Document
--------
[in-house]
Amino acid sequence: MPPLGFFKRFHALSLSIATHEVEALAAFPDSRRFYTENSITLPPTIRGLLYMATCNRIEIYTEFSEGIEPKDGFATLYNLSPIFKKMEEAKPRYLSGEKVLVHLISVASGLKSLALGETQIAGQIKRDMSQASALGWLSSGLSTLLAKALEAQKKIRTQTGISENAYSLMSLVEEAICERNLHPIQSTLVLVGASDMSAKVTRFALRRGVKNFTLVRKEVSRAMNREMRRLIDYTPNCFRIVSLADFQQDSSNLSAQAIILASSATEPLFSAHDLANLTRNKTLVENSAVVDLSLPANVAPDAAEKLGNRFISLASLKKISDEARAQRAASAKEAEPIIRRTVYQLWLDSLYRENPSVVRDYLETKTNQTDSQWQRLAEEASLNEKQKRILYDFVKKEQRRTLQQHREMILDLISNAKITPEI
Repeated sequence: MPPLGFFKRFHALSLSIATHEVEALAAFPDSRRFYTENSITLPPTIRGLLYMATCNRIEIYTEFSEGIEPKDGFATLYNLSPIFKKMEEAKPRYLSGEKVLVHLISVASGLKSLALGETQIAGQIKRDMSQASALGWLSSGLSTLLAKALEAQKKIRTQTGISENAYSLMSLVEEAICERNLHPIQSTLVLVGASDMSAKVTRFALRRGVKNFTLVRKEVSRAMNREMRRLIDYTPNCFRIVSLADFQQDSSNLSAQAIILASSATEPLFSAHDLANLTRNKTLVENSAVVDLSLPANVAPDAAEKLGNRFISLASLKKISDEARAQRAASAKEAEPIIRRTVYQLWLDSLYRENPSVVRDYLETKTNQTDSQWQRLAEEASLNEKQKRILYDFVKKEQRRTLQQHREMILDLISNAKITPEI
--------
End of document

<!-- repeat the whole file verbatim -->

[in-house]
Amino acid sequence: MPPLGFFKRFHALSLSIATHEVEALAAFPDSRRFYTENSITLPPTIRGLLYMATCNRIEIYTEFSEGIEPKDGFATLYNLSPIFKKMEEAKPRYLSGEKVLVHLISVASGLKSLALGETQIAGQIKRDMSQASALGWLSSGLSTLLAKALEAQKKIRTQTGISENAYSLMSLVEEAICERNLHPIQSTLVLVGASDMSAKVTRFALRRGVKNFTLVRKEVSRAMNREMRRLIDYTPNCFRIVSLADFQQDSSNLSAQAIILASSATEPLFSAHDLANLTRNKTLVENSAVVDLSLPANVAPDAAEKLGNRFISLASLKKISDEARAQRAASAKEAEPIIRRTVYQLWLDSLYRENPSVVRDYLETKTNQTDSQWQRLAEEASLNEKQKRILYDFVKKEQRRTLQQHREMILDLISNAKITPEI
Repeated sequence: MPPLGFFKRFHALSLSIATHEVEALAAFPDSRRFYTENSITLPPTIRGLLYMATCNRIEIYTEFSEGIEPKDGFATLYNLSPIFKKMEEAKPRYLSGEKVLVHLISVASGLKSLALGETQIAGQIKRDMSQASALGWLSSGLSTLLAKALEAQKKIRTQTGISENAYSLMSLVEEAICERNLHPIQSTLVLVGASDMSAKVTRFALRRGVKNFTLVRKEVSRAMNREMRRLIDYTPNCFRIVSLADFQQDSSNLSAQAIILASSATEPLFSAHDLANLTRNKTLVENSAVVDLSLPANVAPDAAEKLGNRFISLASLKKISDEARAQRAASAKEAEPIIRRTVYQLWLDSLYRENPSVVRDYLETKTNQTDSQWQRLAEEASLNEKQKRILYDFVKKEQRRTLQQHREMILDLISNAKITPEI